Novel idea, but government has rules on who can sue and for what claims and how.
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It is a long-established rule of law that you "can't sue the sovereign." In our legal system, we-- all of us as a group-- are the sovereign. Our elected representatives created Social Security and Medicare as an exercise of the authority that we the people, the sovereign, vested in them. And they can change the rules because we the people, the sovereign, vested that legal authority in them too. The process is called election. So long as their actions are constitutional-- because we the people, the sovereign adopted that as the basic rules of our county-- they can create, increase, reduce, and eliminate social programs. So, who were you planning to sue and for what?
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Do remember that almost everyone gets more money back in benefits than they have paid into the program.
Any recent ideas to change the program have predicated their plan on a concept of no changes to the program for retirees or persons nearing retirement age.
The SS program when first started was as a safety net for the very poor elderly (most people died before age 65) and about 33 persons contributed from with held taxes for each recipient of benefits. There was no medicare/medicaid/disability etc -- only a small monthly check. Today it is about 2 workers tax contribution for each beneficiary. This is why we know the program (s) will be gone without changes. It is why some people consider it a Ponzi scheme along the lines of the now famous Bernard Madoff scheme that put Mr Madoff in prison a few years ago!!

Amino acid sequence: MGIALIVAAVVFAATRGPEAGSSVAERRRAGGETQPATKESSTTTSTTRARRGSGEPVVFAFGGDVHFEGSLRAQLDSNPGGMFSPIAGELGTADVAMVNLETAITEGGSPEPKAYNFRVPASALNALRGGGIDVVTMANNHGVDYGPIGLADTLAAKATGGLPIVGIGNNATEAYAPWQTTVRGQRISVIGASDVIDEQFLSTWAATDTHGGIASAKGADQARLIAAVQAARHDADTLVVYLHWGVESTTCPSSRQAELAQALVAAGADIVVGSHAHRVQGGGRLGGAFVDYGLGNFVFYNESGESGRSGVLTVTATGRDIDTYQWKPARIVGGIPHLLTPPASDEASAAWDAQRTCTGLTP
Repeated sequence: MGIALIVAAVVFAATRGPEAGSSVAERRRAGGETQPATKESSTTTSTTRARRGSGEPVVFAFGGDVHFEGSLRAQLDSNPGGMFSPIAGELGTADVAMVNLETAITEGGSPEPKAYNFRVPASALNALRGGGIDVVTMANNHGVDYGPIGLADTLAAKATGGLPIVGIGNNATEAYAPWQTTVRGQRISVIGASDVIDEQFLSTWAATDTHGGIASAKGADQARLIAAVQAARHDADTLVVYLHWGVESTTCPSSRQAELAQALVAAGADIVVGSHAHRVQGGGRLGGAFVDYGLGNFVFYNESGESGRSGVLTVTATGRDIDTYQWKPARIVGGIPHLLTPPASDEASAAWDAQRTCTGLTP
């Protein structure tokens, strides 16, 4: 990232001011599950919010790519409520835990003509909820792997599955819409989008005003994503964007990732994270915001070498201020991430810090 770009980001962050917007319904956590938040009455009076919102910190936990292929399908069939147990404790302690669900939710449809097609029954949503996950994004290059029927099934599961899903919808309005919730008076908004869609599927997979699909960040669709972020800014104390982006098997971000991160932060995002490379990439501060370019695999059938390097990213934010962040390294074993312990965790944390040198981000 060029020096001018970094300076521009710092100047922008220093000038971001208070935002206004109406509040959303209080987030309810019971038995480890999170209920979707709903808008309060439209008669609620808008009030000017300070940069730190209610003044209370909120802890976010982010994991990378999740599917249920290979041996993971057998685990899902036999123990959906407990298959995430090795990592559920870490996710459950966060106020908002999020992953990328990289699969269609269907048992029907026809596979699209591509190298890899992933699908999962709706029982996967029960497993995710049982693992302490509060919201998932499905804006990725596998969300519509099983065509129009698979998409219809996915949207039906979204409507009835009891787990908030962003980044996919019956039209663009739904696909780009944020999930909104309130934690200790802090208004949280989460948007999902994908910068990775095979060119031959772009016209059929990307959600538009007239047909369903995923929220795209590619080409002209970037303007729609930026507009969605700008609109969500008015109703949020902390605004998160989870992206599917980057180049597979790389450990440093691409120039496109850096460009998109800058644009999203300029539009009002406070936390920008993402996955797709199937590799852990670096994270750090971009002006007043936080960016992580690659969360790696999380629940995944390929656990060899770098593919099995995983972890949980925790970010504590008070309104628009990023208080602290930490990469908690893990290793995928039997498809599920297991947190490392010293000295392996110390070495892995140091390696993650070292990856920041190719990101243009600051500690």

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There is no suit here which will be allowed to proceed agaainst the government on these facts. Sorry. if you want to get things changed, work with your US Congressmen/Congresswomen and US Senators, but do not hold much hope for that being very effective in this day...
Good luck to you.
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I agree with attorney Farrell that the best way to address broad policy issues related to Social Security is through the political process. Every member of Congress has at least one local office to provide constituent services, and they also have specialists who work in their local offices who provide direct assistance to their constituents with Social Security issues, and these local representatives can best address your specific policy questions. In my opinion, however, the likelihood that Congress will take significant action to revise Social Security related to older beneficiaries, who vote in disproportionate numbers compared to the general population, would be politically unpopular and therefore less feasible than actions to limit or modify benefits for younger individuals.
Timothy M. Klob*
Klob Law Firm
*Admitted to practice before the U.S. District Court for the Northern District of Texas
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